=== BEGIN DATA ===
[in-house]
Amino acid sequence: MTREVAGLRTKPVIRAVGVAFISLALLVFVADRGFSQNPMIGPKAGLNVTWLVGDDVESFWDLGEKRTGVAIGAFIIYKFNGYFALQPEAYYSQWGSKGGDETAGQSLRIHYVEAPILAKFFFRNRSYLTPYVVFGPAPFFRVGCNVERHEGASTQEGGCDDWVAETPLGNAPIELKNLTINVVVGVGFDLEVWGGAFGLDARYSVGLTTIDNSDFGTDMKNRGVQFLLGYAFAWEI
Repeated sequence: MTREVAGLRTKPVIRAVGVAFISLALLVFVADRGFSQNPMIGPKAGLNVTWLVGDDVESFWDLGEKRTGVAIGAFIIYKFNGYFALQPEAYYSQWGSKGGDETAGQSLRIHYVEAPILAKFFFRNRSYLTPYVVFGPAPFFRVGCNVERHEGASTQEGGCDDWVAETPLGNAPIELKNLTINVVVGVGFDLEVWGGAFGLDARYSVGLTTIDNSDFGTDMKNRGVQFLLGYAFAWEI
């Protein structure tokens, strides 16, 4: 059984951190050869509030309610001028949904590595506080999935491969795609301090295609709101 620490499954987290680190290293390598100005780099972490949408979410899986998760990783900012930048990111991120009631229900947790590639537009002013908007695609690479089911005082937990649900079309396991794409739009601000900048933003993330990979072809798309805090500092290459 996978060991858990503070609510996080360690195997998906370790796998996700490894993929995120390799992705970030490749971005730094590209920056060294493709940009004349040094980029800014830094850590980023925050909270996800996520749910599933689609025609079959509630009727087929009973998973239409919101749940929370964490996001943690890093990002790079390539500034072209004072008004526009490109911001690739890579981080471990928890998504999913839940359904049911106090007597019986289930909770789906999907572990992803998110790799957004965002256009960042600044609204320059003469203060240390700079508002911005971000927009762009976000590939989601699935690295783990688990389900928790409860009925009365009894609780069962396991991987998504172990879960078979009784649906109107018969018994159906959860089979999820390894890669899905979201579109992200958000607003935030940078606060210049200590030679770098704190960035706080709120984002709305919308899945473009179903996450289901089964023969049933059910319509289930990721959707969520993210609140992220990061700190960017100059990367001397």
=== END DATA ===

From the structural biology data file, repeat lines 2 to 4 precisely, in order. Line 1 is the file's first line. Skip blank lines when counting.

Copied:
Amino acid sequence: MTREVAGLRTKPVIRAVGVAFISLALLVFVADRGFSQNPMIGPKAGLNVTWLVGDDVESFWDLGEKRTGVAIGAFIIYKFNGYFALQPEAYYSQWGSKGGDETAGQSLRIHYVEAPILAKFFFRNRSYLTPYVVFGPAPFFRVGCNVERHEGASTQEGGCDDWVAETPLGNAPIELKNLTINVVVGVGFDLEVWGGAFGLDARYSVGLTTIDNSDFGTDMKNRGVQFLLGYAFAWEI
Repeated sequence: MTREVAGLRTKPVIRAVGVAFISLALLVFVADRGFSQNPMIGPKAGLNVTWLVGDDVESFWDLGEKRTGVAIGAFIIYKFNGYFALQPEAYYSQWGSKGGDETAGQSLRIHYVEAPILAKFFFRNRSYLTPYVVFGPAPFFRVGCNVERHEGASTQEGGCDDWVAETPLGNAPIELKNLTINVVVGVGFDLEVWGGAFGLDARYSVGLTTIDNSDFGTDMKNRGVQFLLGYAFAWEI
């Protein structure tokens, strides 16, 4: 059984951190050869509030309610001028949904590595506080999935491969795609301090295609709101 620490499954987290680190290293390598100005780099972490949408979410899986998760990783900012930048990111991120009631229900947790590639537009002013908007695609690479089911005082937990649900079309396991794409739009601000900048933003993330990979072809798309805090500092290459 996978060991858990503070609510996080360690195997998906370790796998996700490894993929995120390799992705970030490749971005730094590209920056060294493709940009004349040094980029800014830094850590980023925050909270996800996520749910599933689609025609079959509630009727087929009973998973239409919101749940929370964490996001943690890093990002790079390539500034072209004072008004526009490109911001690739890579981080471990928890998504999913839940359904049911106090007597019986289930909770789906999907572990992803998110790799957004965002256009960042600044609204320059003469203060240390700079508002911005971000927009762009976000590939989601699935690295783990688990389900928790409860009925009365009894609780069962396991991987998504172990879960078979009784649906109107018969018994159906959860089979999820390894890669899905979201579109992200958000607003935030940078606060210049200590030679770098704190960035706080709120984002709305919308899945473009179903996450289901089964023969049933059910319509289930990721959707969520993210609140992220990061700190960017100059990367001397």